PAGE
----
Singh’s detractors are pushing for a ‘collective leadership plan’ in which he isn’t the party’s only face through the poll campaign. This, they insist, is imperative in light of the corruption cases against the CM, who could be forced to step down in the event of his arrest. Sukku, who has reportedly obtained the signatures of 23 of the party’s 36 MLAs, has said he will demand Singh’s resignation the moment the CBI special court frames charges in the assets case. Notably though, all 23 MLAs were among 35 who also signed a letter supporting Singh’s leadership on May 26.
On the street, however, Singh enjoys far greater support than his party detractors and BJP rivals will concede. Surinder Pal, a shop-owner in his fifties in Shimla’s Lakkar Bazaar, says, “He (Virbhadra) is a very good man, the best CM Himachal has ever had.” Surinder refuses to believe the ‘Raja of Bushahr’ would ever indulge in corruption for a few crores. Stories of Singh’s generosity abound—of how, even when out of power, not a single supporter who met him at his Holly Lodge residence in Shimla, went home empty handed. “There was always a man at the door with money when it was time for you to leave,” says Ramdev Chauhan, a street vendor. Both men, though, predict the BJP will form the next government because “no government is re-elected”.
The BJP, which has been on a roll since the Modi wave brought it all four Lok Sabha seats in the state in 2014, including Singh’s rural Shimla bastion, is aware any major move against the CM could spark a sympathy wave in his favour. Dhumal and Union health minister J.P. Nadda, who seems to be emerging as the BJP’s new face in the state, will remember how corruption and criminal conspiracy charges brought against Singh in June 2012 contributed to his victory in the assembly elections six months later.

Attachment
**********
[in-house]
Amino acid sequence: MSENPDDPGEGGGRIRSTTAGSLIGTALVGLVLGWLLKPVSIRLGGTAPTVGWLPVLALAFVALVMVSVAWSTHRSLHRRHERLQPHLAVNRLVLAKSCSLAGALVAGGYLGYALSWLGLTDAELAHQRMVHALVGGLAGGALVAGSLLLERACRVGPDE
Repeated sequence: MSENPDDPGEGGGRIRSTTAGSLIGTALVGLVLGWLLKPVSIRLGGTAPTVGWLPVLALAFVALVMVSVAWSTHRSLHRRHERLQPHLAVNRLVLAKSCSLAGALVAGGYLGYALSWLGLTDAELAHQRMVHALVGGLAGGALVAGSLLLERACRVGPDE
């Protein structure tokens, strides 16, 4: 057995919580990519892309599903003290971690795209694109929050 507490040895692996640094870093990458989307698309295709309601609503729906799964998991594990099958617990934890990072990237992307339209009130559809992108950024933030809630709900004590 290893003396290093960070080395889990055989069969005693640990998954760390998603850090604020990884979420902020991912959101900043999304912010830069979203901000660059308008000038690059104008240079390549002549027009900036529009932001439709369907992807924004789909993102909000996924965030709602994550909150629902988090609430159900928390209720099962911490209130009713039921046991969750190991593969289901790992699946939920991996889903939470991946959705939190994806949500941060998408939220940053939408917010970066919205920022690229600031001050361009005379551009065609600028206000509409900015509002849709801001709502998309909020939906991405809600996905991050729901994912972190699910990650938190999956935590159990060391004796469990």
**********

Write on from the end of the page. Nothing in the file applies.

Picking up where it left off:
Himachal Pradesh BJP president Satpal Singh Satti, 52, carefully restricts himself to the Congress government’s failure to implement projects granted to the state by the Centre. “They have completely failed to make any progress on the IIM, the Smart City project or the AIIMS announced by the Modi government,” he says, adding that detailed project reports and land acquisition for crucial infrastructure projects have been delayed inordinately.
But what about the corruption charges against the CM? “Virbhadra’s reputation of honesty has been exposed,” Satti says, though he seems reluctant to pursue that line of conversation. Like the rest of the BJP leadership in the state, he too is banking on the “Modi magic to do its work”.
Amid the dissensions within the state Congress, there’s a measure of disquiet within the BJP too. Much of the state unit has begun rallying around Nadda, who is reportedly keen to return to state politics as CM. Many believe his connect with the BJP national leadership could help him topple two-time CM Dhumal. But there’s also speculation that like in the case of Manohar Lal Khattar in Haryana, Trivendra Singh Rawat in Uttarakhand and Yogi Adityanath in UP, the party could spring a dark horse in Himachal Pradesh too. Ajay Jamwal, BJP organising secretary for the Northeast, is being seen as the best bet—he belongs to Jogindernagar in the state, is a RSS pracharak and has a clean image.